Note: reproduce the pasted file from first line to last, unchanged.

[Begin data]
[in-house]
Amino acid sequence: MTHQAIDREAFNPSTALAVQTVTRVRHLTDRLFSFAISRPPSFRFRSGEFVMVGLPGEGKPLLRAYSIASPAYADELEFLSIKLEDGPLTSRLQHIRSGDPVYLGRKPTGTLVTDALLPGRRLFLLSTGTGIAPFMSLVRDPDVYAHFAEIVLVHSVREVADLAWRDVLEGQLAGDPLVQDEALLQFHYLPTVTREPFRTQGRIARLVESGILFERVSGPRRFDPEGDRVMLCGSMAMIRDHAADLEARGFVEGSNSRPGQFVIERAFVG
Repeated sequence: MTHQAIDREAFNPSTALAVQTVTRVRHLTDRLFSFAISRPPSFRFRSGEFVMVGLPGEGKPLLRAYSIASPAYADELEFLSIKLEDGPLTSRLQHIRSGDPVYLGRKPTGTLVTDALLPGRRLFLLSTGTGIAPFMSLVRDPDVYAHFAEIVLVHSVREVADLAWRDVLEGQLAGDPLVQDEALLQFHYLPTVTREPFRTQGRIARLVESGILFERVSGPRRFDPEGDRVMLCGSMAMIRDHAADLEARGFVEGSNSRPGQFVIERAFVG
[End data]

[in-house]
Amino acid sequence: MTHQAIDREAFNPSTALAVQTVTRVRHLTDRLFSFAISRPPSFRFRSGEFVMVGLPGEGKPLLRAYSIASPAYADELEFLSIKLEDGPLTSRLQHIRSGDPVYLGRKPTGTLVTDALLPGRRLFLLSTGTGIAPFMSLVRDPDVYAHFAEIVLVHSVREVADLAWRDVLEGQLAGDPLVQDEALLQFHYLPTVTREPFRTQGRIARLVESGILFERVSGPRRFDPEGDRVMLCGSMAMIRDHAADLEARGFVEGSNSRPGQFVIERAFVG
Repeated sequence: MTHQAIDREAFNPSTALAVQTVTRVRHLTDRLFSFAISRPPSFRFRSGEFVMVGLPGEGKPLLRAYSIASPAYADELEFLSIKLEDGPLTSRLQHIRSGDPVYLGRKPTGTLVTDALLPGRRLFLLSTGTGIAPFMSLVRDPDVYAHFAEIVLVHSVREVADLAWRDVLEGQLAGDPLVQDEALLQFHYLPTVTREPFRTQGRIARLVESGILFERVSGPRRFDPEGDRVMLCGSMAMIRDHAADLEARGFVEGSNSRPGQFVIERAFVG